We gotta be honest here at #TexasCool. There’s nothing cool about doing yardwork during a blazing hot Lone Star State summer. Not when temperatures routinely push 100 degrees; in fact, there were 23 days in Dallas–Fort Worth last summer when the thermometer topped the century mark.
But the grass, the shrubs, the trees, and, hopefully, the garden continue to grow. And unless you’ve got the friendliest homeowners association ever, you’ll have to tackle the work of keeping everything mowed, trimmed, weeded, etc., even when it’s steamy hot outdoors.
That’s why, as part of #TexasCool, Choose Energy® has curated some of the best ways – including the best way – to keep cool while the yardwork gets done.
Make your own shade
While you probably purchased a shade canopy for other reasons – to relax outside or put up for a party, etc. – it can come in handy for some types of yardwork. If you’re weeding the garden, trimming the shrubs or otherwise working in one area for any length of time, put it up. You can move it as you move to a new spot.
Part 2 of the shade quest is to know which parts of your yard (if any) get shade when and to work in those parts then.
That doesn’t mean take a bottle of water out with you and drink it while you work. It also doesn’t mean drinking a bottle of water just before you go out to work (along with the bottle you take out to drink while you work).
It means drinking plenty of water days before you go out to work, and it means doing that other stuff the day of as well.
Speaking of water, setting up a mist cooling station in the yard is a great idea. Turning a hose on yourself works, too. Or even using a spray bottle.
Everything’s not black or white
Wearing the right clothing is essential, and it’s also controversial. Conventional wisdom says white reflects heat and is the best color to wear when working outside. That’s true to a point.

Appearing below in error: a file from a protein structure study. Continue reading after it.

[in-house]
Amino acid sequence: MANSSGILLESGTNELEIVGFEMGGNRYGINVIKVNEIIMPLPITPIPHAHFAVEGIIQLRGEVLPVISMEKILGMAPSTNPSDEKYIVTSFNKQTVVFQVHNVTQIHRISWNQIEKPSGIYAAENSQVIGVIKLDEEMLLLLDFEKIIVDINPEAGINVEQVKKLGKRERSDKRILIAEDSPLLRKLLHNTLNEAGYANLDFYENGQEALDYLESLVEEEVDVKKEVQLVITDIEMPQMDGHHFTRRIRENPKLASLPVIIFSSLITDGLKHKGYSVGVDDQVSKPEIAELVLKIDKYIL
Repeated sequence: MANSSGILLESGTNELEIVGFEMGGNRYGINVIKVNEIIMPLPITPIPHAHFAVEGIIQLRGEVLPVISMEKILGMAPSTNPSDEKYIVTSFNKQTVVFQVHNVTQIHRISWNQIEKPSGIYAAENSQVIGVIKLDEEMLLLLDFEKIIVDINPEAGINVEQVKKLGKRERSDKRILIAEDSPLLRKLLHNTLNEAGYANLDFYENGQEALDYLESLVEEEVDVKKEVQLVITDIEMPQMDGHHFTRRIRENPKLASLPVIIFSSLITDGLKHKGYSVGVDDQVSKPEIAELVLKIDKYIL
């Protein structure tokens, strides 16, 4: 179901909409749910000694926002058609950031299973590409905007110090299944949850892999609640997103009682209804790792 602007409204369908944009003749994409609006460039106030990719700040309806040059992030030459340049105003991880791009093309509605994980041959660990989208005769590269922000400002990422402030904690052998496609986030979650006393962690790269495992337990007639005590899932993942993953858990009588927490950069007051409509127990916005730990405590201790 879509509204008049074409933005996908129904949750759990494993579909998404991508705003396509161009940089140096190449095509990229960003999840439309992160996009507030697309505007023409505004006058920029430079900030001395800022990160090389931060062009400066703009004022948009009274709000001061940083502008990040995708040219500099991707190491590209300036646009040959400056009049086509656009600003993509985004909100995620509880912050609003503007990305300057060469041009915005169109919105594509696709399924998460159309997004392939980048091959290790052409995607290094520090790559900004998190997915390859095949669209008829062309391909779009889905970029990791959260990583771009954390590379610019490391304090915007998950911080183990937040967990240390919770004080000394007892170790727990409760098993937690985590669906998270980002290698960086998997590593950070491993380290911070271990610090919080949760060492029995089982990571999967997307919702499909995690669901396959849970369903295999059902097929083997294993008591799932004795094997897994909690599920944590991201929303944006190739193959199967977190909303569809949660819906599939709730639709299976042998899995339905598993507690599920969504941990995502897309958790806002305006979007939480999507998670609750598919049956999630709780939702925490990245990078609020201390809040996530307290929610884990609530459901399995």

Some point to physics and argue that it proves that white clothing, while reflecting sunlight, also reflects the heat produced by the body back on the body. Similarly, black clothing absorbs heat from sunlight, but it also absorbs heat from the body. If there’s a breeze, the wind grabs that heat and, through convection, cools you.
One other factor: White clothing offers the least protection for the sun’s dangerous UV rays.
What do we think? We’d go with a light blue and get the best of both worlds.
What everyone agrees on is that loose clothing made of breathable materials is best. Hats can help, too, blocking the direct sun.
Speaking of sunlight and UV rays, sunscreen might not be such a great option. Some types of sunscreen can block the production of sweat – the body’s natural cooling system.
But that’s not to say you shouldn’t apply a different substance: essential oils. We recommend peppermint, spearmint, eucalyptus, or lavender to keep a cool (and sweeter-smelling) demeanor while you work.
Take the cool with you
Cooling towels are pretty cheap and pretty cool (in the hip sense). Just soak them in water and they’ll keep their cool up to four hours. Some say they’ll drop the heat by up to 30 degrees. Your mileage may vary.
The same concept applies to bandanas and headbands.
Don’t want to open that wallet? You can make your own – without all the fancy science – with an ice bucket.
Give yourself a break
Doing the yardwork isn’t a race. Take breaks to cool off and rest. Nobody’s holding your nose to the lawnmower.
In all seriousness, know the warning signs of heat stroke (which are definitely triggers that you need to cool down):
- Dizziness or light-headedness
- Red, hot and dry skin – lack of sweating despite the heat
- Throbbing headache
- Cramps or muscle weakness
- Rapid but shallow breathing
But here’s the best way to stay cool while the yard work gets done
Make someone else do it. Like your kids. Or someone you hire. But don’t be totally heartless: Urge that person to stay hydrated, take breaks, etc. The reality is that you can only stay so cool when you’re working in the yard. But you can stay really #TexasCool watching someone else do it.
Do you like money? Check out our #TexasCool contest to win $300 to help pay your electricity bills this summer.